“Friendly” Saugerties, the second largest municipality in the county, is involved in a primary for town judge that has too many people more than a little confused.
On paper, it looks straightforward enough: Two-term Democrat Claudia Andreassen, 73, is seeking another four-year term against newcomer Stan O’Dell, 59, a retired state police senior investigator.
Candidates will be vying for four nominations on Tuesday, Democratic, Working Families, Green Party and Libertarian, but Big D is the big prize in a town where Democrats hold an almost 2-1 enrollment advantage over Republicans. Independents account for almost a third of the electorate.
Unquestionably, there is unrest in the Saugerties Democratic committee, otherwise, why would their nominee over the past eleven and a half years face a serious challenge from a virtual unknown?
And these candidates are serious. They say lawn signs don’t vote, but there seem to be candidate placards in every other Sawyer front yard, about evenly divided.
The candidates bring credible records to the fray. Andreassen had been a probation officer for some 26 years before taking the bench. O’Dell’s 32 years in law enforcement speaks to valuable experience though, given current events, some might look askance at a cop with a gavel.
This contest comes at a critical time when we are challenging the norms of law enforcement and by extension the judiciary. True, town courts handle only minor (non-felony) offenses but their treatment of those cases can be a window on community values.
I won’t attempt to sort through all the half-truths, lies and innuendoes that have marred this campaign, except to wish there had been at least some discussion of the kinds of justice these candidates would be dispensing, their judicial temperament, or in the incumbent’s case, her record. Slogans like “a judge you can trust” would play on anybody’s bumper sticker.
As to the confusion generated by competing camps, I hope it doesn’t turn people off to the point of just staying home.
This is an important election that could well set the tone for the big one in November.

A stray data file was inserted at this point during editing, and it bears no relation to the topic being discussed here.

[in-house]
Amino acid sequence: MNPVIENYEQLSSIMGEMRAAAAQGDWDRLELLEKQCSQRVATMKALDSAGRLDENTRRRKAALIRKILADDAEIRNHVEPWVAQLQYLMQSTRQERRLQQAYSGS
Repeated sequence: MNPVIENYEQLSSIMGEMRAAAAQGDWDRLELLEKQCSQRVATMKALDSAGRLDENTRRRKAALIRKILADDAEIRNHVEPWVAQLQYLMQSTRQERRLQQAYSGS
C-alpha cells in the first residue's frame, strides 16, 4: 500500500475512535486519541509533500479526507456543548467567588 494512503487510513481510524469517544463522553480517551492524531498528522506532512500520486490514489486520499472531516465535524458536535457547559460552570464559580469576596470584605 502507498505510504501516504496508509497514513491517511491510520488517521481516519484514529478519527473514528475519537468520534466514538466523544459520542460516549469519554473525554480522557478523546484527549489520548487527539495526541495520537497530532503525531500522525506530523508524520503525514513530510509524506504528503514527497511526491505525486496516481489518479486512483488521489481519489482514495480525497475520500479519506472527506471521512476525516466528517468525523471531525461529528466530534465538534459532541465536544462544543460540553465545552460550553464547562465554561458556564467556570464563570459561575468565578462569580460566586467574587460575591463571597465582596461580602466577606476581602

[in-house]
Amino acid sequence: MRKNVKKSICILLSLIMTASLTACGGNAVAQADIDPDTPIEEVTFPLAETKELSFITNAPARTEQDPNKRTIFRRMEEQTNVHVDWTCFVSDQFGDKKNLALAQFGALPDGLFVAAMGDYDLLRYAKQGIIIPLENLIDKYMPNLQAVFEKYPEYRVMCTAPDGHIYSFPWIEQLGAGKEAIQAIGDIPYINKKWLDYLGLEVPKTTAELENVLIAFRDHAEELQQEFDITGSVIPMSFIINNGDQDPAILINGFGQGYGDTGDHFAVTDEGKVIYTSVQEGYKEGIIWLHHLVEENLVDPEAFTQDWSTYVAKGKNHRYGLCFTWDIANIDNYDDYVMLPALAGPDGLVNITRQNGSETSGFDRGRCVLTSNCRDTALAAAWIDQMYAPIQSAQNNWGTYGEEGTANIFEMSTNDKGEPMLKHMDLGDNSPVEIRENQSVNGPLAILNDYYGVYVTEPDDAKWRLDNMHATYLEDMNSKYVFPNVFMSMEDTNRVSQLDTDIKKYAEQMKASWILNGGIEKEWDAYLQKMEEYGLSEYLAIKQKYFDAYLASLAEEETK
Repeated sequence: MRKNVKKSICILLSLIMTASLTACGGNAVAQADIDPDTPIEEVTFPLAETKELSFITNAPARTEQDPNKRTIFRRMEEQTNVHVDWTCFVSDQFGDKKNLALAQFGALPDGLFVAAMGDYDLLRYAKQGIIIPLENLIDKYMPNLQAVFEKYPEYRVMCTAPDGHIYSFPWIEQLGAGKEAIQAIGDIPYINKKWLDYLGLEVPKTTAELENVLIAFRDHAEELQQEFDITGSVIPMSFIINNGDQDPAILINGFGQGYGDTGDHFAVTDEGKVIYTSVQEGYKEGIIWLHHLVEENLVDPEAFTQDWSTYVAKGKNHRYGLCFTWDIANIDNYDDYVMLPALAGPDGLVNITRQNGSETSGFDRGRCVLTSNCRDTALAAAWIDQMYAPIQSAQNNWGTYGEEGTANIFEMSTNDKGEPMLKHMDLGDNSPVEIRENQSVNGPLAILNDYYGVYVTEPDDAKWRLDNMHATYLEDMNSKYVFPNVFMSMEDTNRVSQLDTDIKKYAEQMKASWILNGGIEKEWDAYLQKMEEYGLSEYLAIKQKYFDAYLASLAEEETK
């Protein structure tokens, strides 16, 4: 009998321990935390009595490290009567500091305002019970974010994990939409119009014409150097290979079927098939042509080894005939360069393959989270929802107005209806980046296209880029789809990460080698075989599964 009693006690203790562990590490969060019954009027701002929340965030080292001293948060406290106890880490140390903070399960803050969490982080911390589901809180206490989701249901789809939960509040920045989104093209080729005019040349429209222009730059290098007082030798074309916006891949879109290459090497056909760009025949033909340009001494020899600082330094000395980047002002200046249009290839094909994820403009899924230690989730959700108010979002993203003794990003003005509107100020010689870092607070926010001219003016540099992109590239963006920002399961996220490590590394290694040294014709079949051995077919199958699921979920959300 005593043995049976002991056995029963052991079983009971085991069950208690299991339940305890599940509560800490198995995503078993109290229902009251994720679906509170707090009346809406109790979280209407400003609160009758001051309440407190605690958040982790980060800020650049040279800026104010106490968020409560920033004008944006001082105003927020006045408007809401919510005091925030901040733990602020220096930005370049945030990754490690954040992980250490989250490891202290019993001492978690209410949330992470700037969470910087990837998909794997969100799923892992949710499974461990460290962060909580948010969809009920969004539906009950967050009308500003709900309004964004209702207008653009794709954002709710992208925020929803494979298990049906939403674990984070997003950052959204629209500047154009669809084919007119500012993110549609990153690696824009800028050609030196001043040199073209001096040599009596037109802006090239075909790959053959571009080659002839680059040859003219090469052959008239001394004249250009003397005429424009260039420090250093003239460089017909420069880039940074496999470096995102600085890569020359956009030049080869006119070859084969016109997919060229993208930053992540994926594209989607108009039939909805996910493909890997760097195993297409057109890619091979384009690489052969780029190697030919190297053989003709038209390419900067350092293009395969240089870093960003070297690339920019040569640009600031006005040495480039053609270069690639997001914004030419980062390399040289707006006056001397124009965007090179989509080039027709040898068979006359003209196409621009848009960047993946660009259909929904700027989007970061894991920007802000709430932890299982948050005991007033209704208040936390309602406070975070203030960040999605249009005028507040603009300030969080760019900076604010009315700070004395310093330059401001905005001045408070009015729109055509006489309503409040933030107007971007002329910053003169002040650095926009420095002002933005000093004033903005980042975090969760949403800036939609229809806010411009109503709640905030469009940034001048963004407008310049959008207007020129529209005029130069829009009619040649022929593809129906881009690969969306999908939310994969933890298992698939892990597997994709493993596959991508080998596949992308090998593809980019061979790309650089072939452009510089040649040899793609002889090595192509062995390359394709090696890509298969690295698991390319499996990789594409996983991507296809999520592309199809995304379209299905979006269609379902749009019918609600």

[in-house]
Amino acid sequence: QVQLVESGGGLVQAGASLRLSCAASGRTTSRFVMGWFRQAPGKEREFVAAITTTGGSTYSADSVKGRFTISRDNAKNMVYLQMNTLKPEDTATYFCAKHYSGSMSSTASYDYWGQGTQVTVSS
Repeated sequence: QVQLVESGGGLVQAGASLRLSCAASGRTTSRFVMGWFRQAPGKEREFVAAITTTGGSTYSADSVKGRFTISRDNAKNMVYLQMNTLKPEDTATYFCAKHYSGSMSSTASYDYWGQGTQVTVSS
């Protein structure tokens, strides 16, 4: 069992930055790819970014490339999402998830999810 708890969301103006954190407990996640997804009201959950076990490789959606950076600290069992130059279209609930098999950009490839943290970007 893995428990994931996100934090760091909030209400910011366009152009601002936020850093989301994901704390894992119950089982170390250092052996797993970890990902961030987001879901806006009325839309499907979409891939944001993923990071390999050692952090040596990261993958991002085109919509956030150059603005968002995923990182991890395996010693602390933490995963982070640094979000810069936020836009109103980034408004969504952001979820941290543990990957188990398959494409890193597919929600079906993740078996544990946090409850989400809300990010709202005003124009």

Sales tax shuffle – Pundits like to grouse about the “three men in the room” (two and a woman these days) that settle all matters important in Albany. But when it comes to negotiations for Ulster County sales tax distribution, there’s only two, the mayor of Kingston and the county executive.
The last negotiation was for a five-year deal in 2016 between newly-elected mayor Steve Noble and veteran county executive Mike Hein. Some say Hein took the not quite dry behind the ears Noble to the cleaners, but that’s open to interpretation. This time the roles are somewhat reversed. Noble (elected in 2015) is halfway through his fifth year in office; Pat Ryan completed his first year this month.
Some context: Under the 2015 agreement, the city gets 11.5 percent of all county sales tax receipts, the 20 towns get 3 percent and the county keeps the rest. Ryan anticipated about $110 million in county sales tax receipts for 2020; County fiscal officers warn he could fall 30 percent short in a post-pandemic economy.
There is, however, a very interested third party to negations, what some might call a friend of the court, or a supplicant. For the first time, the county supervisors’ association will be given “observer” status at negotiations.
Given uncertainty about the economy, some legislators had suggested a one-year extension of the 2016 agreement, a proposal quickly rejected by principal negotiators. Supervisors (who don’t have a vote, but can influence legislators) want a new five-year deal with an across-the-board increase for the towns.
But squeezing the golden goose in hard times could produce…. stiff resistance. With the city and county anticipating the worst of times and nothing positive coming out of Washington in terms of revenue sharing, now might be the time to maintain the status quo. If they can.